What Open Adoption Means To Our Adoptive And Birth Family

This guest post is by Jody Cantrell Dyer, an adoptive parent and author.

jodyToday, Valentine’s Day, I turn the “Big 4-0.”

I expect I’ll mark the occasion with chocolate and reflection. Like most women, I’ll question, analyze, and remember big decisions in my life in great detail.

One decision I made early in 2010 was to open my heart and mind to open adoption. That decision created a new dynamic and much bigger story for many.

Our open adoption holds significant meaning— not just to me, but to my entire family and my child’s birth family.

What open adoption means to us:

I have two sons, Scott, who is adopted, and Houston, who is biological.

Scotty is 3 1/2 years old. For Scotty, open adoption means that his parents were able to meet him the day he was born. 

Open means that there is no mystery or shame surrounding his conception or his birth parents’ decision to place him for adoption.

He has access to his genetic medical history. He has access to personal details that make him unique.

Most importantly, he has access to more people who love him, and, because our relationship is open, people who can tell him they love him.

Houston is 12 years old. We started the adoption process when he was six.

To him, open adoption means an education in understanding, acceptance, love, boundaries, and spiritual bonding.

Unless he has basketball practice, he goes with Scotty and me to visit Scotty’s birth family.

jody-cantrell-dyer-childrenIt’s important that Houston share in all aspects of Scotty’s life. I don’t want my sons to feel separated by the circumstances of their births.

I want them to grow up supporting each other through meaningful experiences.

Kerri is my child’s birthmother.

Kerri and I do speaking engagements for our agency.

At a recent event, our social worker asked Kerri, “What does open adoption mean to you?”

Kerri replied, “Open adoption means that I never have to worry or guess about Scotty’s life. He didn’t disappear into a black hole. I get to hear about what he’s learning and doing and Jody tells me all the funny stuff and sends me cute pictures. And I never have to worry about what he thinks of me. I can tell him why I placed him for adoption and I can tell him that I love him.”

Bryant is Scotty’s birthfather. Our relationship is not as close because he lives out of state.

I think open adoption means that Bryant can enjoy Scotty’s life from a distance and have peace of mind that his son is healthy and happy.

When I text him a photo of Scotty, he always replies in a caring, supportive manner.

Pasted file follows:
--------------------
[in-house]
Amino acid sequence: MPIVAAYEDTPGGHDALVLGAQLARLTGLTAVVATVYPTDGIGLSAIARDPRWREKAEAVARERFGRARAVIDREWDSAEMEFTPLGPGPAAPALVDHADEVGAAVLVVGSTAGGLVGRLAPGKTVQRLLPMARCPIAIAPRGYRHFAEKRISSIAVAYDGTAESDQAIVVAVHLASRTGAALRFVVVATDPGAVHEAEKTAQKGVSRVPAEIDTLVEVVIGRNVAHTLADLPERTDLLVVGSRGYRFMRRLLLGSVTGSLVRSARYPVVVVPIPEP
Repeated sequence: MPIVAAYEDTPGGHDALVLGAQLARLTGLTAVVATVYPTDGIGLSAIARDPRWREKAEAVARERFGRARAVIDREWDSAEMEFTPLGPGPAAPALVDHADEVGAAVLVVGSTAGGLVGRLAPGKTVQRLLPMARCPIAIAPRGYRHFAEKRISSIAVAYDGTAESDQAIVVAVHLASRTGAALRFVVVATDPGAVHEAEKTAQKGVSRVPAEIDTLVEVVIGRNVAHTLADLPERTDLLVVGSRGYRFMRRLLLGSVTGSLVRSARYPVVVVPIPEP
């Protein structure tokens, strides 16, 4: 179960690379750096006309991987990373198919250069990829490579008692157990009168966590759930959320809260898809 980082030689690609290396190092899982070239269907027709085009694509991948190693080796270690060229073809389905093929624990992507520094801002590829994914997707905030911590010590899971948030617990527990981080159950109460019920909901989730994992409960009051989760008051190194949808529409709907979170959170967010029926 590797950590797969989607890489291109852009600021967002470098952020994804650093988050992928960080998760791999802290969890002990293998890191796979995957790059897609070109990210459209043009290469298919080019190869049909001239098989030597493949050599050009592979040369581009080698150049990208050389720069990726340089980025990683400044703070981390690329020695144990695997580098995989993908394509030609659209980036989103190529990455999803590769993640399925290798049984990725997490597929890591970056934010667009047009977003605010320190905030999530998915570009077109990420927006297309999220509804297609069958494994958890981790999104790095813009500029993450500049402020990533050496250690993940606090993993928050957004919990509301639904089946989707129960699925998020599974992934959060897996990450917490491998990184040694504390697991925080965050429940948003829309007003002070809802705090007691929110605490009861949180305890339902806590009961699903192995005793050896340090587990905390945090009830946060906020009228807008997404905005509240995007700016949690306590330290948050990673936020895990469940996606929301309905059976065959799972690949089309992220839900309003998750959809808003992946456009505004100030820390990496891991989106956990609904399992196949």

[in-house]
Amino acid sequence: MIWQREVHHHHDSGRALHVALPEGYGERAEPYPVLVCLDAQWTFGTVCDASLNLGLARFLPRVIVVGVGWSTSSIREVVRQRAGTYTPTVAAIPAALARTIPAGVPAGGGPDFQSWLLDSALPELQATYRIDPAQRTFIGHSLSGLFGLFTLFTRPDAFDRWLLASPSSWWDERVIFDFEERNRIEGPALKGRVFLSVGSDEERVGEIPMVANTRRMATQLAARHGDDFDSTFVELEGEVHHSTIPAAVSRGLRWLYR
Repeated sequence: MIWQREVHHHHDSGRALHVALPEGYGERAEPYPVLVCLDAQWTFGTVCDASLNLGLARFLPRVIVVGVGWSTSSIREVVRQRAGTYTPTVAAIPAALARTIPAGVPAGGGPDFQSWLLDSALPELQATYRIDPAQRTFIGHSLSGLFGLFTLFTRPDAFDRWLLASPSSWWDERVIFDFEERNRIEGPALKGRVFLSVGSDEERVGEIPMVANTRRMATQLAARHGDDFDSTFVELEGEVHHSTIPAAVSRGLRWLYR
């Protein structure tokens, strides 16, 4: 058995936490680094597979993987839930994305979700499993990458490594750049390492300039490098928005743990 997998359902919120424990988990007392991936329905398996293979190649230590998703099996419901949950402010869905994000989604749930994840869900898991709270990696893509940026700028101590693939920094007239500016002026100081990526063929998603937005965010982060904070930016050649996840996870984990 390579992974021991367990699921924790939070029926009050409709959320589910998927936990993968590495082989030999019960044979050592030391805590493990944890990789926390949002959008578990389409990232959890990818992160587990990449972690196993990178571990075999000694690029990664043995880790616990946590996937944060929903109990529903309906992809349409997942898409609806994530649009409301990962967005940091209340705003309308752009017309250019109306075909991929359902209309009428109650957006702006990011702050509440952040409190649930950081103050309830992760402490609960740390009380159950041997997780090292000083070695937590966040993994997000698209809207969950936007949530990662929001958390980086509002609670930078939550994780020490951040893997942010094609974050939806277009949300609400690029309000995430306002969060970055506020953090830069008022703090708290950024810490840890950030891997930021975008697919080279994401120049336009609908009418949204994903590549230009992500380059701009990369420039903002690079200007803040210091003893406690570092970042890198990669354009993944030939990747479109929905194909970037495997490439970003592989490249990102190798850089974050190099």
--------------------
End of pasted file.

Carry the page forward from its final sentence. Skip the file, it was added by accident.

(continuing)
For me, open adoption means that Kerri was able to reassure me as I anticipated Scotty’s birth, and I am able to comfort her as she grieves and heals. Kerri is also my friend. For life.

Our relationship is based on mutual love and concern for Scotty; the child she birthed, the child I raise.

My husband Jeff was adopted as an infant in 1963.

The records, and any answers to his questions over the last fifty years, are sealed.

Scotty’s birth and our open adoption means that Jeff can listen to Kerri and Bryant explain their decision in loving terms.

Open adoption means full circle awareness and understanding for Jeff–of his birthparents’ sacrifice and unselfishness, and of his adoptive parents’ deep and immediate love.

As we left the hospital in 2010 with our new, two-day-old Scotty, I asked Jeff, “Can you believe this really happened? Can you believe that we actually have this baby boy?”

Jeff answered, “I know.”

I said, “It’s unbelievable. How do you feel?”

Jeff answered, “I may never meet my own birthmother, but at least I got to meet Scotty’s.”

On this Valentine’s Day, I will celebrate turning 40 with my family—a family built on adoption—and I’ll be thankful that I opened my heart and mind and made good decisions.

When we started the adoption paperwork in 2008, I never imagined it would lead to the relationships we now enjoy with Scotty’s birth family. Now, I can’t imagine anything else.

Jody Cantrell Dyer is an adoptive mother and writer in East Tennessee. In her memoir, The Eye of Adoption: The True Story Of My Turbulent Wait For A Baby, Dyer directly addresses the sorrows of infertility and the demands of adoption while consistently word-weaving a life-rope of assurance, optimism, and humor for her readers. The Eye of Adoption is available on Amazon.com and through Jody’s website: www.jodydyer.com.

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